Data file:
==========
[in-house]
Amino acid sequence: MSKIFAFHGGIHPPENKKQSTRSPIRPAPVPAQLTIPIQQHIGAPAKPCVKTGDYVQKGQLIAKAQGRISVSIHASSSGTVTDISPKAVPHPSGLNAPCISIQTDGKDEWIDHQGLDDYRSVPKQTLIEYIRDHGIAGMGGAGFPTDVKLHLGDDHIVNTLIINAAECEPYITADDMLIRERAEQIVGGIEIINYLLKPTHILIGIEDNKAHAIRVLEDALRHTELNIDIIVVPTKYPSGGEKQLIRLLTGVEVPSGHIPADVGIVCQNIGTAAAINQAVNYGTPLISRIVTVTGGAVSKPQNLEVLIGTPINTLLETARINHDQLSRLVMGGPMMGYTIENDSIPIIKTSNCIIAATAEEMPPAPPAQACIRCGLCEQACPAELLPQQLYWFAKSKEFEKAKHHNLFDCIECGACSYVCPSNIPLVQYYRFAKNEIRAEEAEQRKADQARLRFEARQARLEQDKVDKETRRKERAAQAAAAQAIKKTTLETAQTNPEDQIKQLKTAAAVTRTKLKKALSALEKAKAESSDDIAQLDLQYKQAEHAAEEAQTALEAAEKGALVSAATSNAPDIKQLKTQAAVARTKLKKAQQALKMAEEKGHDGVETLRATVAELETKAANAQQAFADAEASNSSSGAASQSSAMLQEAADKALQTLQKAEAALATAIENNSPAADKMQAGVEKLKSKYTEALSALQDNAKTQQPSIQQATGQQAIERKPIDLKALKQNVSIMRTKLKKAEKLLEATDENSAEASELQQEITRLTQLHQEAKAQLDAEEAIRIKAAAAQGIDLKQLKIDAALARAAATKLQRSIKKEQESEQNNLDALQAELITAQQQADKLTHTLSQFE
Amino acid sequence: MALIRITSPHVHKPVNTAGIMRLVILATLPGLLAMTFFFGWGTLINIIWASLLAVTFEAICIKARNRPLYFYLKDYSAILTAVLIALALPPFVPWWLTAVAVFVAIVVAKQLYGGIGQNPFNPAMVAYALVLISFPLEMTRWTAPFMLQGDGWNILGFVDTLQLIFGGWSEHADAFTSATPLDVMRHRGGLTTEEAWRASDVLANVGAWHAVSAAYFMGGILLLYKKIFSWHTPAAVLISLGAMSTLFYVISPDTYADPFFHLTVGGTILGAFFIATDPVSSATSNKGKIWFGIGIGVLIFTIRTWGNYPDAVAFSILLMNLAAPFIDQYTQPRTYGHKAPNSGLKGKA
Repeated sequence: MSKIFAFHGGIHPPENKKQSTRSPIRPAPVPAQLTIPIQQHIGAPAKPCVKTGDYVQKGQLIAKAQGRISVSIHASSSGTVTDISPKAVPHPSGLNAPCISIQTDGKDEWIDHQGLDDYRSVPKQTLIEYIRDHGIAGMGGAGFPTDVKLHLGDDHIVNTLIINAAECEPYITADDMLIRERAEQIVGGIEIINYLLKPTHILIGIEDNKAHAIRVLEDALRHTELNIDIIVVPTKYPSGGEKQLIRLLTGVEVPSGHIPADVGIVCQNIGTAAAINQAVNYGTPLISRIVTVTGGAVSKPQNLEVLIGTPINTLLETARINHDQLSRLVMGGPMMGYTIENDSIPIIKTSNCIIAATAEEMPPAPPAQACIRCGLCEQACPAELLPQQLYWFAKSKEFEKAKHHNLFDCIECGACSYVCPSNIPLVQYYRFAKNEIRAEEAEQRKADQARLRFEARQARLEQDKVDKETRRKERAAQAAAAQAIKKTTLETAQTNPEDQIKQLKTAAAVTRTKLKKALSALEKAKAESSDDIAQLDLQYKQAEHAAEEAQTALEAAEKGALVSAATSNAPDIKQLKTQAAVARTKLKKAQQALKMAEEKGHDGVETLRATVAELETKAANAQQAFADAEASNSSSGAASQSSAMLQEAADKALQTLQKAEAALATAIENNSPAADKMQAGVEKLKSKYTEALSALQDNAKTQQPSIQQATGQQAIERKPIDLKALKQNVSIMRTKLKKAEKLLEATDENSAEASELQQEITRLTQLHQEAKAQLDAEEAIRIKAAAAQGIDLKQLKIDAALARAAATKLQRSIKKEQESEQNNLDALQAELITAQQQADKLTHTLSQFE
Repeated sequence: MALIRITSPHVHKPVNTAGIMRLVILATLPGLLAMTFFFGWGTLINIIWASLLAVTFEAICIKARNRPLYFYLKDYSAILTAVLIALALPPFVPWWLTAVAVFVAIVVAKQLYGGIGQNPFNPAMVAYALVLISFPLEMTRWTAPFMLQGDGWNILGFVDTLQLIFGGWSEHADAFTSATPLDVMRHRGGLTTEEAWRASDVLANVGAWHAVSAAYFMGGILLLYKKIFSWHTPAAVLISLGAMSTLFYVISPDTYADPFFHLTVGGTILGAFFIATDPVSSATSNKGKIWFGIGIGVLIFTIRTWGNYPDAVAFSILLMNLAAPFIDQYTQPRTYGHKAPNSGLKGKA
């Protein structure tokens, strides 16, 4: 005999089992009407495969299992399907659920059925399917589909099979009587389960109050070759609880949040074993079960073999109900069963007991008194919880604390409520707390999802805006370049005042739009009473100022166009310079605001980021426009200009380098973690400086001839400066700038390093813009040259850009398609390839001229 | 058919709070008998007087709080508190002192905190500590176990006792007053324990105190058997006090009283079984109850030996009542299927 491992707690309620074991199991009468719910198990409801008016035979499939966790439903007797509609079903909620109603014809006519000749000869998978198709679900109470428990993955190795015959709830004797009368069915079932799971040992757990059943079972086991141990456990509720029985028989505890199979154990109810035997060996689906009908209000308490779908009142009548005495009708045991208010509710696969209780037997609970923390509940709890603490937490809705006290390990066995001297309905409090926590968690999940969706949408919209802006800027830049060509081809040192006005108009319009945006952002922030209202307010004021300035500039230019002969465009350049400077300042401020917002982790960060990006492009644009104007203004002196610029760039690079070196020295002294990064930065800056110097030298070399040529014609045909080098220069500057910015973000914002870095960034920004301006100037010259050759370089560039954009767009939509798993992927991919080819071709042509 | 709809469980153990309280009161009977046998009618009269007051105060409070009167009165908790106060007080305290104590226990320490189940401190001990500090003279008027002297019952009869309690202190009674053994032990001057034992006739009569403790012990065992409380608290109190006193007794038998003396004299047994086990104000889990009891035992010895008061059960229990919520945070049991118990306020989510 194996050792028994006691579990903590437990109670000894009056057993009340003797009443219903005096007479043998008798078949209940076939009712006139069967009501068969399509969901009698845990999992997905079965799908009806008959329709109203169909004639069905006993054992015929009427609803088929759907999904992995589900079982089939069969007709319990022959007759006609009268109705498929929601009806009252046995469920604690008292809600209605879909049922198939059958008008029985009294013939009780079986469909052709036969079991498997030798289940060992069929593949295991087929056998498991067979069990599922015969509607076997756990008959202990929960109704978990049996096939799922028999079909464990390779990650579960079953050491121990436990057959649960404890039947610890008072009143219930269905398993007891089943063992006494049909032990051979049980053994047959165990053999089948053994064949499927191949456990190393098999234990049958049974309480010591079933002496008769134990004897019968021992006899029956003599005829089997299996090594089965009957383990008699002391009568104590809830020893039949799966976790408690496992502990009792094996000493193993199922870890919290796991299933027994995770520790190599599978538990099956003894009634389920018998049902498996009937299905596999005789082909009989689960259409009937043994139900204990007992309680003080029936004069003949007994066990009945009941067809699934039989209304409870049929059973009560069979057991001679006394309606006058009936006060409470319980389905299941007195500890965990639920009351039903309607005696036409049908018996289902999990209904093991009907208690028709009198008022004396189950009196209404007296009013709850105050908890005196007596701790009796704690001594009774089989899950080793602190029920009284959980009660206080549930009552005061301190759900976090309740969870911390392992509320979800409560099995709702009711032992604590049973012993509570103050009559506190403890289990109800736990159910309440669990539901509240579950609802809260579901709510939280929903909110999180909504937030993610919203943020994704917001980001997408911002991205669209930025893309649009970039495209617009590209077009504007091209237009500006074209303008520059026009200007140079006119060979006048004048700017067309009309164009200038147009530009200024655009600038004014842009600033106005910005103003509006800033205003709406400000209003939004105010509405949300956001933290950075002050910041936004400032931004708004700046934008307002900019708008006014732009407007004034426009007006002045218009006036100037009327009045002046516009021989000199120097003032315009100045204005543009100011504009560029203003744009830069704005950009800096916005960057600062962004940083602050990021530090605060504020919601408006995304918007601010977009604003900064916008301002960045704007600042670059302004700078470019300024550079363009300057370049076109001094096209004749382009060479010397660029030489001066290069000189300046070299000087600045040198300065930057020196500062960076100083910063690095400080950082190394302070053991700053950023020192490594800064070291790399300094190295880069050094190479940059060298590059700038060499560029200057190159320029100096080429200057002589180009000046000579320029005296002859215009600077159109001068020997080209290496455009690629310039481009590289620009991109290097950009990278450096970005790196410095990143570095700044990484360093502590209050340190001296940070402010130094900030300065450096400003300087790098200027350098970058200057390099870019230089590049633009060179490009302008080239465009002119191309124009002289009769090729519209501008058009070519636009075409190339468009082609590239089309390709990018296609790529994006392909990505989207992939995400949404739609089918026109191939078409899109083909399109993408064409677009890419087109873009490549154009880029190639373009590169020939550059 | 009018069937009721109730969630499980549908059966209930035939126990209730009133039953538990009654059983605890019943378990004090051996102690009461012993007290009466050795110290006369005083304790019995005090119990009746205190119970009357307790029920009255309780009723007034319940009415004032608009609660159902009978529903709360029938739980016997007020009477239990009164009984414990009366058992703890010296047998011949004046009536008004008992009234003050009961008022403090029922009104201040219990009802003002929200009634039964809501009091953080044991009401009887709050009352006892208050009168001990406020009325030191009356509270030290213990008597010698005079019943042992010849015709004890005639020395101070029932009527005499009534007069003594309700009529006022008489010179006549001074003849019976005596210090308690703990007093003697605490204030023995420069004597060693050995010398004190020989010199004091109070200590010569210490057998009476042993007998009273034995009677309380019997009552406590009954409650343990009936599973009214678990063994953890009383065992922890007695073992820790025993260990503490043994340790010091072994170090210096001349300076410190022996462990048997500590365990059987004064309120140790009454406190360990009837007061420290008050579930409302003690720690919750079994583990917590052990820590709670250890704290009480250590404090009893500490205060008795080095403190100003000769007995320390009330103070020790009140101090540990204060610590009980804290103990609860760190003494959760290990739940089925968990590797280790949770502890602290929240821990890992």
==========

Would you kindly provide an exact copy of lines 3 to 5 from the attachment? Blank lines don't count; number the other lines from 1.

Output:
Amino acid sequence: MALIRITSPHVHKPVNTAGIMRLVILATLPGLLAMTFFFGWGTLINIIWASLLAVTFEAICIKARNRPLYFYLKDYSAILTAVLIALALPPFVPWWLTAVAVFVAIVVAKQLYGGIGQNPFNPAMVAYALVLISFPLEMTRWTAPFMLQGDGWNILGFVDTLQLIFGGWSEHADAFTSATPLDVMRHRGGLTTEEAWRASDVLANVGAWHAVSAAYFMGGILLLYKKIFSWHTPAAVLISLGAMSTLFYVISPDTYADPFFHLTVGGTILGAFFIATDPVSSATSNKGKIWFGIGIGVLIFTIRTWGNYPDAVAFSILLMNLAAPFIDQYTQPRTYGHKAPNSGLKGKA
Repeated sequence: MSKIFAFHGGIHPPENKKQSTRSPIRPAPVPAQLTIPIQQHIGAPAKPCVKTGDYVQKGQLIAKAQGRISVSIHASSSGTVTDISPKAVPHPSGLNAPCISIQTDGKDEWIDHQGLDDYRSVPKQTLIEYIRDHGIAGMGGAGFPTDVKLHLGDDHIVNTLIINAAECEPYITADDMLIRERAEQIVGGIEIINYLLKPTHILIGIEDNKAHAIRVLEDALRHTELNIDIIVVPTKYPSGGEKQLIRLLTGVEVPSGHIPADVGIVCQNIGTAAAINQAVNYGTPLISRIVTVTGGAVSKPQNLEVLIGTPINTLLETARINHDQLSRLVMGGPMMGYTIENDSIPIIKTSNCIIAATAEEMPPAPPAQACIRCGLCEQACPAELLPQQLYWFAKSKEFEKAKHHNLFDCIECGACSYVCPSNIPLVQYYRFAKNEIRAEEAEQRKADQARLRFEARQARLEQDKVDKETRRKERAAQAAAAQAIKKTTLETAQTNPEDQIKQLKTAAAVTRTKLKKALSALEKAKAESSDDIAQLDLQYKQAEHAAEEAQTALEAAEKGALVSAATSNAPDIKQLKTQAAVARTKLKKAQQALKMAEEKGHDGVETLRATVAELETKAANAQQAFADAEASNSSSGAASQSSAMLQEAADKALQTLQKAEAALATAIENNSPAADKMQAGVEKLKSKYTEALSALQDNAKTQQPSIQQATGQQAIERKPIDLKALKQNVSIMRTKLKKAEKLLEATDENSAEASELQQEITRLTQLHQEAKAQLDAEEAIRIKAAAAQGIDLKQLKIDAALARAAATKLQRSIKKEQESEQNNLDALQAELITAQQQADKLTHTLSQFE
Repeated sequence: MALIRITSPHVHKPVNTAGIMRLVILATLPGLLAMTFFFGWGTLINIIWASLLAVTFEAICIKARNRPLYFYLKDYSAILTAVLIALALPPFVPWWLTAVAVFVAIVVAKQLYGGIGQNPFNPAMVAYALVLISFPLEMTRWTAPFMLQGDGWNILGFVDTLQLIFGGWSEHADAFTSATPLDVMRHRGGLTTEEAWRASDVLANVGAWHAVSAAYFMGGILLLYKKIFSWHTPAAVLISLGAMSTLFYVISPDTYADPFFHLTVGGTILGAFFIATDPVSSATSNKGKIWFGIGIGVLIFTIRTWGNYPDAVAFSILLMNLAAPFIDQYTQPRTYGHKAPNSGLKGKA